Quantification of Lifeline System Interdependencies after the 27 February 2010 Mw 8.8 Offshore Maule, Chile, Earthquake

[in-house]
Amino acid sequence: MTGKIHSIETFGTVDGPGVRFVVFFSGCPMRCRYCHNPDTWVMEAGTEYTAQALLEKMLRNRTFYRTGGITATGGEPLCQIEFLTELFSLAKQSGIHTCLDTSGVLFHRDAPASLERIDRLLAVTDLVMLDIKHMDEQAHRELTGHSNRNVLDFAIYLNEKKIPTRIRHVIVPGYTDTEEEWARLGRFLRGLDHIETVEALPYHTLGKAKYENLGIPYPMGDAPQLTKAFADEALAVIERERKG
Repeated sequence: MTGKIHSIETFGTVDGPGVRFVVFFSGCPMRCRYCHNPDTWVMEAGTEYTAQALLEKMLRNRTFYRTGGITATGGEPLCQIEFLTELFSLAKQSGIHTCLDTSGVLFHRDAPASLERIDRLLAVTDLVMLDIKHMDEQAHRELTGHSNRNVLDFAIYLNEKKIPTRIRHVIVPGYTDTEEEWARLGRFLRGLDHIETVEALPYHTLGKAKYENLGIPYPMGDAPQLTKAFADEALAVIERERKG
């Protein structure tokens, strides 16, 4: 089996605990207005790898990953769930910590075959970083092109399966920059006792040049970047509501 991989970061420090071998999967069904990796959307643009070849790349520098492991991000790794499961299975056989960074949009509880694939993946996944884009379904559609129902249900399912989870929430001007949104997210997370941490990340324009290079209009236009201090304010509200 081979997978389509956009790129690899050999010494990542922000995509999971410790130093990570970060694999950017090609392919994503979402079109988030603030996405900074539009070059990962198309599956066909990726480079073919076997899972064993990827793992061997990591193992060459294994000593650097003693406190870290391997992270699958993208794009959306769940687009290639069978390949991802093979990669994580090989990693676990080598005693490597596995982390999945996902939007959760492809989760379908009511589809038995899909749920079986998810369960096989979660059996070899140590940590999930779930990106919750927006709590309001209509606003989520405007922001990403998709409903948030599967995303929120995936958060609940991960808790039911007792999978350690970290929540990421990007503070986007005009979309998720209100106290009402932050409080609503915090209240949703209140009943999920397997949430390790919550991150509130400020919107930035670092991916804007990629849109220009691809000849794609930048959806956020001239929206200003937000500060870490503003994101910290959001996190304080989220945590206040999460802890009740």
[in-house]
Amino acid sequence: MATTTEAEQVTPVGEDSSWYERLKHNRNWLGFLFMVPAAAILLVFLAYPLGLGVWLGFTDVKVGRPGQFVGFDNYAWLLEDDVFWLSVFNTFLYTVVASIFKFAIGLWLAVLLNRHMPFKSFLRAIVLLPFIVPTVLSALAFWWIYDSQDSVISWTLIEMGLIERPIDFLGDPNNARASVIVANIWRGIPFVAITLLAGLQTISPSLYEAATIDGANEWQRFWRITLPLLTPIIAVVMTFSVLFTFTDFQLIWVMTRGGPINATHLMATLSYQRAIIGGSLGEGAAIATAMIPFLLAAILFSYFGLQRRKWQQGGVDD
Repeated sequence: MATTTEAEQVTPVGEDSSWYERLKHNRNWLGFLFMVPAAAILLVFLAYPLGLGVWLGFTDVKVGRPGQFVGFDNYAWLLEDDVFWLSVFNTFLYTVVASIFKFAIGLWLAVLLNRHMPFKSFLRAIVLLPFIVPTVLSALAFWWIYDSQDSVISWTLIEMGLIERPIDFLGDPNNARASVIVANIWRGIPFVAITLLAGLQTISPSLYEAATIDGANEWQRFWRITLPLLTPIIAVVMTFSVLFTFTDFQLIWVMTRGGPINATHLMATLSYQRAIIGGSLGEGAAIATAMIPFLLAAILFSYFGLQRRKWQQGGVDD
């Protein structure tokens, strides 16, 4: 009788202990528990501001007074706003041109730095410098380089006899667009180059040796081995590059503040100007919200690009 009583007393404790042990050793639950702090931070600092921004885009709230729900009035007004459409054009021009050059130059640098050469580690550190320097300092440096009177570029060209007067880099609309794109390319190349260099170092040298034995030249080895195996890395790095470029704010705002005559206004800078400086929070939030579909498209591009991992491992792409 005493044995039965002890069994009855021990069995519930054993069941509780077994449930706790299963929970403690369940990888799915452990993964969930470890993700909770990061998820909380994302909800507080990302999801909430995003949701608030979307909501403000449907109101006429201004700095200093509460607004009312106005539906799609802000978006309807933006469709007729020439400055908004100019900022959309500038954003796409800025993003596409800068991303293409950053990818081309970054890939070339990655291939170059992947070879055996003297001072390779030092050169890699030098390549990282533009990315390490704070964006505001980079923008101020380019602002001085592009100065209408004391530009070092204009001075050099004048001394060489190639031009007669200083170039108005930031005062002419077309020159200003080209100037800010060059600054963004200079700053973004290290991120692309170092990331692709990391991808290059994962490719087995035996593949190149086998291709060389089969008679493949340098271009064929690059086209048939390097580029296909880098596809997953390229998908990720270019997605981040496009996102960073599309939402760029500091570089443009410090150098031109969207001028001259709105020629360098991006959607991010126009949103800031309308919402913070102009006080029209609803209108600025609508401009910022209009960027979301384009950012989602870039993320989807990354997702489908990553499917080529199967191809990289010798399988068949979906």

Data on lifeline system service restoration is seldom exploited for the calibration of performance prediction models or for response comparisons across systems and events. This study explores utility restoration curves after the 2010 Chilean earthquake through a time series method to quantify coupling strengths across lifeline systems. When consistent with field information, cross-correlations from restoration curves without significant lag times quantify operational interdependence, whereas those with significant lags reveal logistical interdependence. Synthesized coupling strengths are also proposed to incorporate cross-correlations and lag times at once. In the Chilean earthquake, coupling across fixed and mobile phones was the strongest per region followed by coupling within and across telecommunication and power systems in adjacent regions. Unapparent couplings were also revealed among telecommunication and power systems with water networks. The proposed methodology can steer new protocols for post-disaster data collection, including anecdotal information to evaluate causality, and inform infrastructure interdependence effect prediction models.